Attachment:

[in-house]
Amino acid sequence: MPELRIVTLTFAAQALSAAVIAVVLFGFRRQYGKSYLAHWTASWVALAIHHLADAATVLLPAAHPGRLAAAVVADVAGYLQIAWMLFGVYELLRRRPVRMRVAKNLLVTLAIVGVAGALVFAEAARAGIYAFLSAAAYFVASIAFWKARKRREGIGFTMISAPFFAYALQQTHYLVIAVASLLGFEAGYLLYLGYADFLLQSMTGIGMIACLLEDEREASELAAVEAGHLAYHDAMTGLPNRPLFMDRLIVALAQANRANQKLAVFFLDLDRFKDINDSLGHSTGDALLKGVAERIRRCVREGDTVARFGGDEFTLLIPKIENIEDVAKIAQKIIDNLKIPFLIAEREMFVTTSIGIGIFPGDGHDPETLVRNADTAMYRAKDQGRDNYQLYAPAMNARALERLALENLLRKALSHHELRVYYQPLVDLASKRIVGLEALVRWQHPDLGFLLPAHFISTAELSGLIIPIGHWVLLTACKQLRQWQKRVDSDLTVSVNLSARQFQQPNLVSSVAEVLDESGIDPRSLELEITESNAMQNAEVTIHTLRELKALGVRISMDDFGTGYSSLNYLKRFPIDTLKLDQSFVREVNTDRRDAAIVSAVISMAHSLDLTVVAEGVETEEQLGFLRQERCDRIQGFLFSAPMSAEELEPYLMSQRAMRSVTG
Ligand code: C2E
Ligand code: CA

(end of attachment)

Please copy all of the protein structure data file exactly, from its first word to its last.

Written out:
[in-house]
Amino acid sequence: MPELRIVTLTFAAQALSAAVIAVVLFGFRRQYGKSYLAHWTASWVALAIHHLADAATVLLPAAHPGRLAAAVVADVAGYLQIAWMLFGVYELLRRRPVRMRVAKNLLVTLAIVGVAGALVFAEAARAGIYAFLSAAAYFVASIAFWKARKRREGIGFTMISAPFFAYALQQTHYLVIAVASLLGFEAGYLLYLGYADFLLQSMTGIGMIACLLEDEREASELAAVEAGHLAYHDAMTGLPNRPLFMDRLIVALAQANRANQKLAVFFLDLDRFKDINDSLGHSTGDALLKGVAERIRRCVREGDTVARFGGDEFTLLIPKIENIEDVAKIAQKIIDNLKIPFLIAEREMFVTTSIGIGIFPGDGHDPETLVRNADTAMYRAKDQGRDNYQLYAPAMNARALERLALENLLRKALSHHELRVYYQPLVDLASKRIVGLEALVRWQHPDLGFLLPAHFISTAELSGLIIPIGHWVLLTACKQLRQWQKRVDSDLTVSVNLSARQFQQPNLVSSVAEVLDESGIDPRSLELEITESNAMQNAEVTIHTLRELKALGVRISMDDFGTGYSSLNYLKRFPIDTLKLDQSFVREVNTDRRDAAIVSAVISMAHSLDLTVVAEGVETEEQLGFLRQERCDRIQGFLFSAPMSAEELEPYLMSQRAMRSVTG
Ligand code: C2E
Ligand code: CA